SciCommer Interview: Siri Carpenter, PhD

By Fancy Comma, LLC Team

“I was working on my Ph.D. in Psychology when I discovered that science writing existed, and I immediately knew that it was what I wanted to do,” says @SiriCarpenter.

Fancy Comma recently had the chance to interview Siri Carpenter about her experiences and advice as a freelance SciCommer. Siri is a Madison, Wisconsin-based freelance SciCommer and co-founder of the nonprofit organization The Open Notebook, which provides free resources to help science writers succeed, including blog articles, workshops, mentoring programs, and courses.

photo of siri carpenter
Siri Carpenter is co-founder of science writing resource The Open Notebook. Image Credit: Christie Aschwanden.

Keep reading for our interview with Siri!

Fancy Comma: Where are you based? What do you do as a SciCommer?

Siri Carpenter: I live in Madison, WI. I run The Open Notebook, a nonprofit organization whose mission is to help journalists around the world sharpen their skills in covering science. We publish articles on the science writing craft as well as other online resources, and we run a number of mentoring programs and offer workshops and free online courses.

FC: How did you break into SciComm? How are you finding your journey so far?

Siri: I was working on my Ph.D. in Psychology when I discovered that science writing existed, and I immediately knew that it was what I wanted to do. I was fortunate to learn about the National Association of Science Writers (which has been my professional home ever since) and about the American Association for the Advancement of Science fellowship program, through which I got my first experience writing about science for the public as an intern for Richmond Times-Dispatch, with the great A.J. Hostetler as my mentor. Later I became a freelancer and then an editor and co-founded The Open Notebook with my friend Jeanne Erdmann. It’s been a fantastic voyage!

FC: Why do you think The Open Notebook is important for science communicators?

Siri: It’s never been clearer that high-quality science journalism is essential to society. Practicing the craft well requires a number of complex skills, and these can be difficult to learn (ask me how I know!), especially for freelancers who may not have the mentoring support of a traditional newsroom, and for people who don’t have access to formal training opportunities. We try to help science journalists cultivate the full range of skills they need by providing free, in-depth resources for learning that are accessible to anyone, anywhere in the world.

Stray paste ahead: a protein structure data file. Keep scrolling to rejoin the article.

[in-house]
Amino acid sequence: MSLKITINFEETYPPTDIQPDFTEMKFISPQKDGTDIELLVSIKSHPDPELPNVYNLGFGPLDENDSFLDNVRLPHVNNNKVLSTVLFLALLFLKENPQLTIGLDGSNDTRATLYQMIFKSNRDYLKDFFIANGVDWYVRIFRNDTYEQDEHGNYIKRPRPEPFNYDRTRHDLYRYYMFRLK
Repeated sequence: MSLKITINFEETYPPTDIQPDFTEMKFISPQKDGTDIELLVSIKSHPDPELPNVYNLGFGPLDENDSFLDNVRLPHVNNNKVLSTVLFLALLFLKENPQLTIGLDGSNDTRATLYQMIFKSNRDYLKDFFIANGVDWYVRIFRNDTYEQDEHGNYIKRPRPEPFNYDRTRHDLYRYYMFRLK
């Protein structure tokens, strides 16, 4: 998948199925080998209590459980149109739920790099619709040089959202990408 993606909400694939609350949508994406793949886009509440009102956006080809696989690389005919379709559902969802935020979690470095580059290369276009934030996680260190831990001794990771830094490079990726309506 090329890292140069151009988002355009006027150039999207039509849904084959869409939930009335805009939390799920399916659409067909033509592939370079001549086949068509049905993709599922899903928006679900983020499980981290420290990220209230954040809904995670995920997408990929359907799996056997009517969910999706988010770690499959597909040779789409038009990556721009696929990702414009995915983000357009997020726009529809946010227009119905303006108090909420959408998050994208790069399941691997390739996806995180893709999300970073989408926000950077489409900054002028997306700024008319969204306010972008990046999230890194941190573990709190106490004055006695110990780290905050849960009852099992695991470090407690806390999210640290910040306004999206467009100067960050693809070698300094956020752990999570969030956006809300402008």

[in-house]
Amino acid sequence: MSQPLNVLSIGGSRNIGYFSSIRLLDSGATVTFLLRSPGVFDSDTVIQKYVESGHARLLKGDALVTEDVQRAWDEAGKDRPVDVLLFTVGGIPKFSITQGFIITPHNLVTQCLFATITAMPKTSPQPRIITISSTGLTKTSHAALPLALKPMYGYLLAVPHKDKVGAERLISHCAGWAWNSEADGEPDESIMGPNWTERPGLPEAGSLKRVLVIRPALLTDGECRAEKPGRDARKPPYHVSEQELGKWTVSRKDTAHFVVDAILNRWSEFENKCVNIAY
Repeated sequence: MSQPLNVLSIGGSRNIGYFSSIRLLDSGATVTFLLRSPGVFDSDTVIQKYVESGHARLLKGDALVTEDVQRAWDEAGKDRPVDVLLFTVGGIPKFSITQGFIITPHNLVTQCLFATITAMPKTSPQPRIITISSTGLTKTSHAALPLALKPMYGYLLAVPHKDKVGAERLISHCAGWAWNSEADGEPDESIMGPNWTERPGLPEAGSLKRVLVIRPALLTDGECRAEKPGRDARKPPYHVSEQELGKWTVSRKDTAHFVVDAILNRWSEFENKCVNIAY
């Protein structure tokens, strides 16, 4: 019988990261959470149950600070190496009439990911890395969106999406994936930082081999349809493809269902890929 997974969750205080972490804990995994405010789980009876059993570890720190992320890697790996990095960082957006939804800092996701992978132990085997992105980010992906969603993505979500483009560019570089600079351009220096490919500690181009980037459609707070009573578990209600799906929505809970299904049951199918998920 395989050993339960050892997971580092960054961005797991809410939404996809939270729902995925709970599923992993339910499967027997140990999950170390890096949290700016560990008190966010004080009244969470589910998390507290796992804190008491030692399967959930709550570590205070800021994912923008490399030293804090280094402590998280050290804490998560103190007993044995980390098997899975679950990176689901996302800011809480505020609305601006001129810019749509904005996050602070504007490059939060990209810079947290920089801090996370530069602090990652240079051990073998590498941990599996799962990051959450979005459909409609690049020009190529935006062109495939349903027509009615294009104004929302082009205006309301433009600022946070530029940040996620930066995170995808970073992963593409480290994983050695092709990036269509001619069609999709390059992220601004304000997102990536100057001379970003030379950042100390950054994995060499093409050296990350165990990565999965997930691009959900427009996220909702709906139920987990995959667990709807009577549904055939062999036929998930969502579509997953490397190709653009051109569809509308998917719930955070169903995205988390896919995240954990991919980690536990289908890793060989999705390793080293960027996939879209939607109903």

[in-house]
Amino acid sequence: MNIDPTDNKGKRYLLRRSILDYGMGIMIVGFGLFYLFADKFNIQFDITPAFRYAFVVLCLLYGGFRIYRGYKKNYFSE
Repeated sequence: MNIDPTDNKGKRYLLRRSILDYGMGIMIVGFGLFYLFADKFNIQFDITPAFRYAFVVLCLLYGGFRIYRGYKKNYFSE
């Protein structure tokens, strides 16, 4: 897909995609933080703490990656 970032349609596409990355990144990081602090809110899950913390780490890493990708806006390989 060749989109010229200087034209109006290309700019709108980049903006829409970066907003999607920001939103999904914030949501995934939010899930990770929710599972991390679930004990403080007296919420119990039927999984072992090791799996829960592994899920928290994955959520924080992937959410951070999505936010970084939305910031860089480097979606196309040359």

FC: What advice would you give to an aspiring science journalist on finding the story angles for writing a press release?

Siri: Finding story angles, regardless of whether it’s for a story or for a press release, can be so challenging. It’s what editors always ask of freelancers: “Pitch me a story, not a topic!” and that can be easier said than done. When I think about finding story angles, I often think of it in one of two ways: 1) an angle is a narrow slice of a topic … a piece of a larger pie or 2) an angle is the central driving idea — a question or an argument — that is the story’s reason for being. When you can express your story’s central driving idea in one concise, active sentence, and that idea is interesting, original, timely, and backed by evidence, then you have found your angle. (But don’t forget, any given topic can have many possible angles.) Finding good angles is a matter of reading “widely and weirdly” (as Emily Laber-Warren puts it in our Science Journalism Master Class on finding angles) and of listening to people — experts, friends, family, strangers you meet, always with an ear for a good story.

.@SiriCarpenter on finding an angle for a story: it’s “a matter of reading “widely and weirdly”…and of listening to people — experts, friends, family, strangers you meet, always with an ear for a good story.”

About Siri Carpenter

Siri received her PhD in Psychology from Yale in 2000 and currently runs the nonprofit organization The Open Notebook, providing resources such as workshops, courses, and mentoring for science writers. She is the co-founder and editor of the The Open Notebook’s book The Craft of Science Writing. Siri was president of the National Association of Science Writers from 2018 to 2020. Siri’s work focuses on bringing science news and science writing resources to SciCommers and the public. Learn more about Siri by following her on Twitter @SiriCarpenter.

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